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Garbage woes

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A year since the Meethotamulla tragedy that claimed the lives of 32 people and destroyed close to 60 homes, garbage still continues to be a prickly problem for the Government as well as the public. Despite numerous attempts by the authorities to implement garbage segregation regulations and enforce anti-dumping laws, the overall picture, to the dismay of an exasperated people, has changed little.

The Colombo Municipal Council (CMC) recently sought the assistance of the police to arrest those who dump garbage illegally while also implementing regulations to stop collecting non-segregated waste. The latter of which has been implemented with a varying level of stringency depending on which part of the city one resides in – all this in the wake of renewed accusations from sections of the public that garbage collection is sporadic, and the Megapolis and Western Development Ministry sensationally claiming that the garbage problem in Colombo has been resolved.

Successive governments have been notoriously adept at providing short-sighted kneejerk solutions to several of the country’s problems which has greatly hampered development. The inability to provide a sustainable and holistic solution to this seemingly unending crisis finally culminated in the loss of life just over a year ago; but little has changed since – or at least the changes have been inconsistent in its implementation. 

In the immediate aftermath of the Meethotamulla tragedy, the necessity of better waste management from the local authorities as well as the public became a major talking point. Private companies, as well the State bodies, began to encourage better consumption habits and garbage segregation. Alternate dumping sites were explored and set up, and steps were taken to severely regulate the use of plastics.

However, logistical and infrastructural limitations have ensured that the progress on this matter on both governmental and social levels has been slow.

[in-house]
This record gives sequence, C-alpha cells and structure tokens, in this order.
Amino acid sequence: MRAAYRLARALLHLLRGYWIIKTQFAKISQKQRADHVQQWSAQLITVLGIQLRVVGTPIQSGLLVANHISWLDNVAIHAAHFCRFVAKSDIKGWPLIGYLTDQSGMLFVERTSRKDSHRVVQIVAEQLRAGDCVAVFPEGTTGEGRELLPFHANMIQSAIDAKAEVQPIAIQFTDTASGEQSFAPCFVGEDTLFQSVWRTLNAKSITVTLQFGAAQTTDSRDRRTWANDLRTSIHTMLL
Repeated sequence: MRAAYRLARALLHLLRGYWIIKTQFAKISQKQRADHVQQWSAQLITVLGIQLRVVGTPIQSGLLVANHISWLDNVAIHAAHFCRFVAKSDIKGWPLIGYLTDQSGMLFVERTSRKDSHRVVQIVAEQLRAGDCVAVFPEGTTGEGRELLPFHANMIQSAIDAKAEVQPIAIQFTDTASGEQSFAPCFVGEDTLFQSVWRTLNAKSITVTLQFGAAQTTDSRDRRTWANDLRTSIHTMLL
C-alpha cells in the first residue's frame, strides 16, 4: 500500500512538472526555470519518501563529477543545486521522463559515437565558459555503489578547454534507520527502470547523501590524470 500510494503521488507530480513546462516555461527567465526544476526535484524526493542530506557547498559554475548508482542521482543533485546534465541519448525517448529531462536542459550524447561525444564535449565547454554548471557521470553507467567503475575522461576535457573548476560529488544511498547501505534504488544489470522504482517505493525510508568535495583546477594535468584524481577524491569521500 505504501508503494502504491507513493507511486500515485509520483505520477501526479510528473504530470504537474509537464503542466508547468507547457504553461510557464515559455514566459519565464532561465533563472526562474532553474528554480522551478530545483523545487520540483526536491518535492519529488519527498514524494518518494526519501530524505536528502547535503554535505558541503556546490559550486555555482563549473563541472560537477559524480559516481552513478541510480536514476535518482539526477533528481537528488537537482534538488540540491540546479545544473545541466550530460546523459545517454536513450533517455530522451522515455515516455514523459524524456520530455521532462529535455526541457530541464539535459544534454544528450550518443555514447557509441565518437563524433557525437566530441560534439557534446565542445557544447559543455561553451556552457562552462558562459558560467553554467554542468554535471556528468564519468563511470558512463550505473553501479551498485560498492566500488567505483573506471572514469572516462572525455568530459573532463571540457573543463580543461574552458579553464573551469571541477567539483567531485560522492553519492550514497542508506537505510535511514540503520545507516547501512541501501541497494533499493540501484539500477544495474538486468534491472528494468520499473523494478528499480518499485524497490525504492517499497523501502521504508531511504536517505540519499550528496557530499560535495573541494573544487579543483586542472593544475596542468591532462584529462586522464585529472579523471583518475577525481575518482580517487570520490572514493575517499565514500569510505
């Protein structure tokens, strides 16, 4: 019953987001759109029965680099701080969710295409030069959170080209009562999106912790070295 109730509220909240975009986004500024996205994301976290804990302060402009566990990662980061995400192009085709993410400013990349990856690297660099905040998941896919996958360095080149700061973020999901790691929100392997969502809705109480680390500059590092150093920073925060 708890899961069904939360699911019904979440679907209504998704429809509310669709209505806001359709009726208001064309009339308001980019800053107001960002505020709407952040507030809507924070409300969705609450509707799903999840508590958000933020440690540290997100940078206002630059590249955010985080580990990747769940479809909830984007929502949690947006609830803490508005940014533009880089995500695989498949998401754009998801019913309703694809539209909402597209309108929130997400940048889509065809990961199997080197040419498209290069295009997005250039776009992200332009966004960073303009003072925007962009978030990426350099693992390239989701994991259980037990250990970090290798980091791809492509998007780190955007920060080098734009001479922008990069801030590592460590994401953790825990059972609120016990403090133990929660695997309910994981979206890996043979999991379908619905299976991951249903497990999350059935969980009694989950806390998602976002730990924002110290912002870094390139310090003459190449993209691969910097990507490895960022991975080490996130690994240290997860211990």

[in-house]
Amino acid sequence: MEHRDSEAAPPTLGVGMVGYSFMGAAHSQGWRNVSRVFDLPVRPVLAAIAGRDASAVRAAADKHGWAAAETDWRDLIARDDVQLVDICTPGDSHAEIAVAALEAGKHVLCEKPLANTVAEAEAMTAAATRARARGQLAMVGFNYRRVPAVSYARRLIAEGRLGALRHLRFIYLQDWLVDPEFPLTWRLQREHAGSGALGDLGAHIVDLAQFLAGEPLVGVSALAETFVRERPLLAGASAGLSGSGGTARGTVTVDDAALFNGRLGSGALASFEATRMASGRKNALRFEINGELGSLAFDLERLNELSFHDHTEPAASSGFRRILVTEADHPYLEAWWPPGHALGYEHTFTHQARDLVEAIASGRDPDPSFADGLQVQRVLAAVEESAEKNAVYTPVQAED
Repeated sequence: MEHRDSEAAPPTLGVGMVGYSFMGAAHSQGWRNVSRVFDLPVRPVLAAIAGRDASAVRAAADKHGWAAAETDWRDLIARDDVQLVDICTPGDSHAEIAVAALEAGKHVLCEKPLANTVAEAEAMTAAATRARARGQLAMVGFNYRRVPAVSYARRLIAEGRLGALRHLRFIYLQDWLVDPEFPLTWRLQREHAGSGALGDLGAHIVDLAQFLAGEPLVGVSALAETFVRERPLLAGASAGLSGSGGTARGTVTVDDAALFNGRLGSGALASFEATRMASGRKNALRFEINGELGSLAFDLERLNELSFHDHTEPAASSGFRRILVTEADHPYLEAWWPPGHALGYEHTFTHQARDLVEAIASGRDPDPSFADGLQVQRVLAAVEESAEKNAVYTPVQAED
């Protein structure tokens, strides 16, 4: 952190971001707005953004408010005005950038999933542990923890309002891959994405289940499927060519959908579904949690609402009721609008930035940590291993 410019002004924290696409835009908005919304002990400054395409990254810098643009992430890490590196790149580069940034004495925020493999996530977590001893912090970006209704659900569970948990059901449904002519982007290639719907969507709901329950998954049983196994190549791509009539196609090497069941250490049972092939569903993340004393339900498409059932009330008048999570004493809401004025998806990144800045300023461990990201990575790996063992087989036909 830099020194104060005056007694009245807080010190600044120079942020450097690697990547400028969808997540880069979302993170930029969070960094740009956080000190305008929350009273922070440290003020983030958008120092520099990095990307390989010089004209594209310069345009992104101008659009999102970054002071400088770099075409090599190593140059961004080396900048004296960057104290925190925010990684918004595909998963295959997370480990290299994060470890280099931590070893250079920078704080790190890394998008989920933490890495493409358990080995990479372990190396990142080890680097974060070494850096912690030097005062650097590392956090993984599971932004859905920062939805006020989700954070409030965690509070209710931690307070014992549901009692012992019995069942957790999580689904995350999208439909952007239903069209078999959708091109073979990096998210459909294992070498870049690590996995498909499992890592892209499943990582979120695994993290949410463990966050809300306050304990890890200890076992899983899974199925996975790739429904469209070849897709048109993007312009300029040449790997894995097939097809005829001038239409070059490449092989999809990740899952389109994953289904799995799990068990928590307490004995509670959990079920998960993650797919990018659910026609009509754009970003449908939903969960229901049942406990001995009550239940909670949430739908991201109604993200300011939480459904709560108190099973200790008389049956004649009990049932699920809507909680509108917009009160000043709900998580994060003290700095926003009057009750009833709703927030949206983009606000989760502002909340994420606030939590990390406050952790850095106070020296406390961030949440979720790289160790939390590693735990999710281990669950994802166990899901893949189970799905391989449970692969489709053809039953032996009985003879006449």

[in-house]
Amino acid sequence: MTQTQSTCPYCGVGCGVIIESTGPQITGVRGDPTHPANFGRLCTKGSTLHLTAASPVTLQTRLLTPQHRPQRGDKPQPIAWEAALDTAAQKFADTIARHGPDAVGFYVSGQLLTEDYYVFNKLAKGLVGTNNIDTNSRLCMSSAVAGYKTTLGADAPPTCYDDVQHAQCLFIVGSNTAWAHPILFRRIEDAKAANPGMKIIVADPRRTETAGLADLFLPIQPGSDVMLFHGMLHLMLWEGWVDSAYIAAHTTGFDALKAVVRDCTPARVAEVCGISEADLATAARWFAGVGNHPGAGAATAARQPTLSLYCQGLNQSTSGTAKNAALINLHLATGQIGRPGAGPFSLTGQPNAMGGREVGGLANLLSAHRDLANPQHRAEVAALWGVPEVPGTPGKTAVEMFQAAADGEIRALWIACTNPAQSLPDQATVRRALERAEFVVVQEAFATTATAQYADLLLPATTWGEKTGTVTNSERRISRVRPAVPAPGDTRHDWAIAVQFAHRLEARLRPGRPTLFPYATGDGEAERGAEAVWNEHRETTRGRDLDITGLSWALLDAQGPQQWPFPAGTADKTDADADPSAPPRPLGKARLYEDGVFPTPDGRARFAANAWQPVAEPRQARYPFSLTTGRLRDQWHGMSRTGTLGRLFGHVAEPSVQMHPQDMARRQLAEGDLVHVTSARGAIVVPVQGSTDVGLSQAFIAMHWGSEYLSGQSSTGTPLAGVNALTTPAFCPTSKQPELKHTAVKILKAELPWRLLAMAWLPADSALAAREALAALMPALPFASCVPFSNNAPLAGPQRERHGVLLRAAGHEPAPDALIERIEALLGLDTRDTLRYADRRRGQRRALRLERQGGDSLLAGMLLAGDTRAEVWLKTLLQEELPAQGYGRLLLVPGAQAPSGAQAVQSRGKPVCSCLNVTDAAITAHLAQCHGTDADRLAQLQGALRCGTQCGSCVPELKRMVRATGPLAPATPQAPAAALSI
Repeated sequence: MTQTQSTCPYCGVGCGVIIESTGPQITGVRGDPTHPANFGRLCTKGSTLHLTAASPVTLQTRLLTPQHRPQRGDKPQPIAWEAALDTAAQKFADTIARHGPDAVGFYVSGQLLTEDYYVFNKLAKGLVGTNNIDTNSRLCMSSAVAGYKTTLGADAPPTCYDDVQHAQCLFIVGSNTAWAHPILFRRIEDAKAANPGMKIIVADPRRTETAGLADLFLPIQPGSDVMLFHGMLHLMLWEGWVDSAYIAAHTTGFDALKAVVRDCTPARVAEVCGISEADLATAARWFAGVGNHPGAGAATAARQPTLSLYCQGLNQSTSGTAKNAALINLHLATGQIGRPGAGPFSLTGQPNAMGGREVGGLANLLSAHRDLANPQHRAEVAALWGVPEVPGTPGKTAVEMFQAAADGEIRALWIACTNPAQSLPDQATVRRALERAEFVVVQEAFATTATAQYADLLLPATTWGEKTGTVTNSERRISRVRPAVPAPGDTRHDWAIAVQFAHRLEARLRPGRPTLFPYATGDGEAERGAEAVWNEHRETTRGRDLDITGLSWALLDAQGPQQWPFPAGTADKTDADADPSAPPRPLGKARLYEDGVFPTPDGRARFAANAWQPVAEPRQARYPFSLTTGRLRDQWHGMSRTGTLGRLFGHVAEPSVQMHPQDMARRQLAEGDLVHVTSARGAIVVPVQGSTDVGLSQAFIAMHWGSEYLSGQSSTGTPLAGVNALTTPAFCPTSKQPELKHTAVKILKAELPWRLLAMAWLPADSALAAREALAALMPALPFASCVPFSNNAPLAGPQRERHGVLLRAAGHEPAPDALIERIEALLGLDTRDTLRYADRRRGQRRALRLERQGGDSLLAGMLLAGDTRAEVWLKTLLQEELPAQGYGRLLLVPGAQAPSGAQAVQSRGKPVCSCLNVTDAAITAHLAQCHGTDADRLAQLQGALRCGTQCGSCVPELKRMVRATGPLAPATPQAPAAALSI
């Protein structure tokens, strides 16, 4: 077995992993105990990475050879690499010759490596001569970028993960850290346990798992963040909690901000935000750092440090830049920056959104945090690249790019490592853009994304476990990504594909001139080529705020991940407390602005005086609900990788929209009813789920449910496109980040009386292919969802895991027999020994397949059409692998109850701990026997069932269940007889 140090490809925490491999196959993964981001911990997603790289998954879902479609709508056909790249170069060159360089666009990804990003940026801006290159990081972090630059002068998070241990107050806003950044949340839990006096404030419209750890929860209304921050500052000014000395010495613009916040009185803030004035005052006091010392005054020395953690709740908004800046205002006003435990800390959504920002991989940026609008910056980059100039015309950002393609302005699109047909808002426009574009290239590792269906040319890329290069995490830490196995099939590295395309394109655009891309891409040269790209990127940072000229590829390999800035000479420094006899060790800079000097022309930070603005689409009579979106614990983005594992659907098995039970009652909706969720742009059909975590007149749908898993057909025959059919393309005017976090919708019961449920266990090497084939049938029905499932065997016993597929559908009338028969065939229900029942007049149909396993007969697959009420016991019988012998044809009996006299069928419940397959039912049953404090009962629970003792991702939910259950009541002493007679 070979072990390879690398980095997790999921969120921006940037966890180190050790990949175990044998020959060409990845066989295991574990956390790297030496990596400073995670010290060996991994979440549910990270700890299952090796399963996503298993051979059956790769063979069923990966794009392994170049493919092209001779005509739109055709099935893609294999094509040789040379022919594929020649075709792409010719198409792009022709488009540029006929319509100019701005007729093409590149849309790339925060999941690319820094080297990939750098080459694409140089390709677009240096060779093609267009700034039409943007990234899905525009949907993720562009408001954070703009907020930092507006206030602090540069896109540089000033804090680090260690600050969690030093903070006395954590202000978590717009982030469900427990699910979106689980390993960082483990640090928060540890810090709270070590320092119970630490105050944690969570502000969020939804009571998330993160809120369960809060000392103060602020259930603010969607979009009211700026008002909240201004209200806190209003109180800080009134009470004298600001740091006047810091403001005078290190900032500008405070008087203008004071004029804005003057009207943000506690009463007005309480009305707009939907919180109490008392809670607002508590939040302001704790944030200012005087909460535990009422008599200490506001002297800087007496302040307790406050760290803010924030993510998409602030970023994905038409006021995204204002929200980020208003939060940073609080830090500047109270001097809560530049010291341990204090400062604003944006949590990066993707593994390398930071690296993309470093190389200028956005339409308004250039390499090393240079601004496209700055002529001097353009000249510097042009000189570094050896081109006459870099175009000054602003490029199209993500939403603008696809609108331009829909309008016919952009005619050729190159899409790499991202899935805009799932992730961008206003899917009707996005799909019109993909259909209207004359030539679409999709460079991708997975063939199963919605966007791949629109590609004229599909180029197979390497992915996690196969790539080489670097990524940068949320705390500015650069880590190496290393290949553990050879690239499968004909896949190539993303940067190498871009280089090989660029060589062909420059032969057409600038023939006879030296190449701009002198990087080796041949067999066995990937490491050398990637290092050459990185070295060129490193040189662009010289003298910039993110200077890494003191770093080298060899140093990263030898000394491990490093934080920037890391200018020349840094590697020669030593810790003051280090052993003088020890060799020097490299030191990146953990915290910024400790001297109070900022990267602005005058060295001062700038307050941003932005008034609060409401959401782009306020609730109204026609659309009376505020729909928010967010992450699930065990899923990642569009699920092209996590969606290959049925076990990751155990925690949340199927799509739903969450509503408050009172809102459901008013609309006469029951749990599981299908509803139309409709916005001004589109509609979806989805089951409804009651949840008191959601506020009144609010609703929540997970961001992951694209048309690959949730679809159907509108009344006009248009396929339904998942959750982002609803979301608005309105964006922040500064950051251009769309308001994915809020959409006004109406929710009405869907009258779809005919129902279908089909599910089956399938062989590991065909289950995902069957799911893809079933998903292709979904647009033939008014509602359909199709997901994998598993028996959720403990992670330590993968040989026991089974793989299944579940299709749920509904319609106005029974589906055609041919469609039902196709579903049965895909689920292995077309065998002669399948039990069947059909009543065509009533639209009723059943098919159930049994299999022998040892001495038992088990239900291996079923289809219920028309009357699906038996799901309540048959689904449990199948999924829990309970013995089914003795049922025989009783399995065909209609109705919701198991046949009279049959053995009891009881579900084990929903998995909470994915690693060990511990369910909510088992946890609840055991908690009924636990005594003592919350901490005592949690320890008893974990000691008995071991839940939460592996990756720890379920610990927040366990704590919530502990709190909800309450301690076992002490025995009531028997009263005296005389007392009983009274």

Mounds of waste and hazardous dumping sites continue to be an eyesore as well as a health risk for those who live nearby. Combined with the ongoing rains, it could mean renewed ravages of dengue. This was, of course, another crisis that occurred last year which claimed the lives of hundreds.

Countless complaints have fallen on deaf ears and last year, the residents of Meethotamulla paid the price in full. While the CMC and the Megapolis Ministry pass the buck on the issue, the public continue to grow impatient.

Garbage collection and the implementation of sustainable segregation habits need to be strictly enforced throughout the city with no exceptions. Awareness campaigns must also be stronger and far-reaching in order to foster a faster social attitudinal change. Greater public-private partnerships and better public engagement is also a valuable tool to use.

The Government has already kicked off several waste-to-energy plants, imported state-of-the-art incinerators, and planned new landfills. Its objective now has to be to pull these pieces of the puzzle together and turn it into a meaningful industry, which has been a tried-and-tested solution in many parts of the world.

The Government cannot continue to respond to these issues in the manner they have in the past. In fact, a response to these crises is exactly the problem. Kneejerk reactions give way to corruption and the exacerbation and creation of new problems. It is up to the State now to learn from experiences past and implement decisive regulations that prevent such crises and tragedies altogether.

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